The expert said that most farmers were ignorant of the contents of the fertilisers they apply on their crops and may need a reorientation.
He also called on government agencies responsible for fishing out harmful fertilisers to go the extra mile to stop its circulation.
“There are some fertilisers that are harmful both to the crops and human health. Unfortunately, most farmers are not aware of the composition of most of these fertilisers.
“Agriculture extension services also need to educate farmers on the harmful contents some fertilisers portend on crops,” Chukwuka said.
He said that some harmful fertilisers needed to be wiped off the markets.
“The relevant regulatory bodies should endeavour to carry out exercises that will eradicate these harmful elements,’’ the expert said.
Chukwuka also called on local farmers to embrace the practice of organic farming to ensure not just the health of the crops but also the preservation of human health.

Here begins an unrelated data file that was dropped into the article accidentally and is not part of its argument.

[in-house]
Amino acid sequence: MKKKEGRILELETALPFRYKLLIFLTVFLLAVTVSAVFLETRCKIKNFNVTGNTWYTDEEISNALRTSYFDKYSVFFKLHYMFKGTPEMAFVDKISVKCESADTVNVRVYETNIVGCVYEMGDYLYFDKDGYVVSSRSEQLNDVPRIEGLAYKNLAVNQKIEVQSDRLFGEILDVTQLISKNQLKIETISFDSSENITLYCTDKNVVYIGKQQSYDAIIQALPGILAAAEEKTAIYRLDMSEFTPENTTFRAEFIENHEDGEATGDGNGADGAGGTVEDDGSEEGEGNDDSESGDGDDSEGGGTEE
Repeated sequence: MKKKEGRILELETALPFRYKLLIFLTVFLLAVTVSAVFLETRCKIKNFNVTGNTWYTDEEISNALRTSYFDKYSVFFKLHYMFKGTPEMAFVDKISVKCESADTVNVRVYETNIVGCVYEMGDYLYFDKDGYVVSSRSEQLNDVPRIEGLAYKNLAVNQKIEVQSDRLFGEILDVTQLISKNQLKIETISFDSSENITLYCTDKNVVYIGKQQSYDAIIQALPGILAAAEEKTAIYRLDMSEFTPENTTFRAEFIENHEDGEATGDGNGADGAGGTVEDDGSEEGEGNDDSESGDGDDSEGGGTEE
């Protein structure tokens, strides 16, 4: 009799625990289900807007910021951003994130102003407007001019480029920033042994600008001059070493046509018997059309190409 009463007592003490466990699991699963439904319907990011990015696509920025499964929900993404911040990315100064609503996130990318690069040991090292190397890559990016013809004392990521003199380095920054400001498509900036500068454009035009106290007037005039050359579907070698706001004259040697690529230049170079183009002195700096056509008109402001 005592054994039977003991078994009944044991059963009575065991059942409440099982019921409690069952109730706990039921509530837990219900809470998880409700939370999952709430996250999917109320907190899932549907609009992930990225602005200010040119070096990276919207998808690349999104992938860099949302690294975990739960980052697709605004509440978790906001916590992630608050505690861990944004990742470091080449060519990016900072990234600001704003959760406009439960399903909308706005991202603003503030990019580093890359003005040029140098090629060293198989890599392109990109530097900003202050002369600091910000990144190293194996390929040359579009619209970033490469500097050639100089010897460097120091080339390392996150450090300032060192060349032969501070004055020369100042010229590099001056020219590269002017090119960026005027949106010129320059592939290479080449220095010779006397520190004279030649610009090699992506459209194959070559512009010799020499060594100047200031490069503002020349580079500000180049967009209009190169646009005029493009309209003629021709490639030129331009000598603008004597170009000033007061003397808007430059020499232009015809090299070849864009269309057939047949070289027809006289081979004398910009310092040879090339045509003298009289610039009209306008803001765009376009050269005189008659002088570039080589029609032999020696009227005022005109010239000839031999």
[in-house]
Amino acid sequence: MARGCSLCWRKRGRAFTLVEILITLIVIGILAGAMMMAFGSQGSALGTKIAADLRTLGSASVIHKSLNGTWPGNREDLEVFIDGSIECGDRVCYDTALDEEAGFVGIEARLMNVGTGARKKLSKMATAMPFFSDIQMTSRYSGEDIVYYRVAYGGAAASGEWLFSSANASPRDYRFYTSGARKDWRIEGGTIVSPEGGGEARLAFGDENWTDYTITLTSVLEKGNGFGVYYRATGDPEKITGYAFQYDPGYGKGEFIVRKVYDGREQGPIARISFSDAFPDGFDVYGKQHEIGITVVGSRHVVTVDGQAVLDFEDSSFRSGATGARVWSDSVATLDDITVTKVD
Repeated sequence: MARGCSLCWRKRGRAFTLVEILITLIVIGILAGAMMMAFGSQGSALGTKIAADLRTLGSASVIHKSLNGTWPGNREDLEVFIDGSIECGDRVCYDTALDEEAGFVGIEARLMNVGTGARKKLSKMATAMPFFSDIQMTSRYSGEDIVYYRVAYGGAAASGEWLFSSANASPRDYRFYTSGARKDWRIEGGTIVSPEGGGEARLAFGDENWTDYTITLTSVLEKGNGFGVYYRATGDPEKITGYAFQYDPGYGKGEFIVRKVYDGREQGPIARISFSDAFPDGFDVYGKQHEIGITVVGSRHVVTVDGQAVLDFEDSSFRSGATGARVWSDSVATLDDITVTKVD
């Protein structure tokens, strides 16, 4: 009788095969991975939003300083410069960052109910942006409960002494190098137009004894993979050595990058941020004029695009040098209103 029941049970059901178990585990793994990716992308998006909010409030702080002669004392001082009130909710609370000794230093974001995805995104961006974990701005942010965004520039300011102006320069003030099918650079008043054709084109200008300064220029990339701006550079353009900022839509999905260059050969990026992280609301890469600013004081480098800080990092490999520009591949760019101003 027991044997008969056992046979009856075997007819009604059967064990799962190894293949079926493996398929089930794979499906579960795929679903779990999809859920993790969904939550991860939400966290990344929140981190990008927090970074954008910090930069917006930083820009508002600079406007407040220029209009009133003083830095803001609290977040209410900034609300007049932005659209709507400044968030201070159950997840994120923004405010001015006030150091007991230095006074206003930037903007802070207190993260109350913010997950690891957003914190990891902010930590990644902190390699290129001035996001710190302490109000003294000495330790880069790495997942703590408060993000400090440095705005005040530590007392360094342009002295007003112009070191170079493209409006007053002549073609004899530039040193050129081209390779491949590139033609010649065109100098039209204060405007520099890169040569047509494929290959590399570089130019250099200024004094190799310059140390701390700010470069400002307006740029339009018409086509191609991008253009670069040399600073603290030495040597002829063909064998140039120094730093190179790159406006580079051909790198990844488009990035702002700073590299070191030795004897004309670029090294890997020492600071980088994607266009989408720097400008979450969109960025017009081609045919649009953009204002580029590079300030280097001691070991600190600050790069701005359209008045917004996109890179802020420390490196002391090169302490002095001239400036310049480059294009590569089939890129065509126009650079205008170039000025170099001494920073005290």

According to him, local farmers need to learn how to apply fertilisers in the right mix, to reduce the rate of decay in the fertiliser-grown crops.
“It is very difficult to differentiate between organically grown crops and crops grown with fertilisers in the market.
“There are some factors we can look out for to distinguish between organic and inorganic crops.
“Organic crops are not as big or plump in size like the fertilised-grown crops. They taste better and contain more nutrients than the others,” he said.
Chukwuka added that organic crops have longer shelf lives than crops grown with fertilisers.
In addition, he noted that “Farmers should also be wary in the application of insecticides and pesticides on their farms. This should be done under strict supervision and guidance from extension agents.
“Unfortunately, some farmers apply sniper on crops. This is harmful to the crops and to humans upon consumption.
“Farmers should be educated on the dangers of these harmful substances, as the crops they cultivate with these substances may even end up in their homes,” he said. (NAN)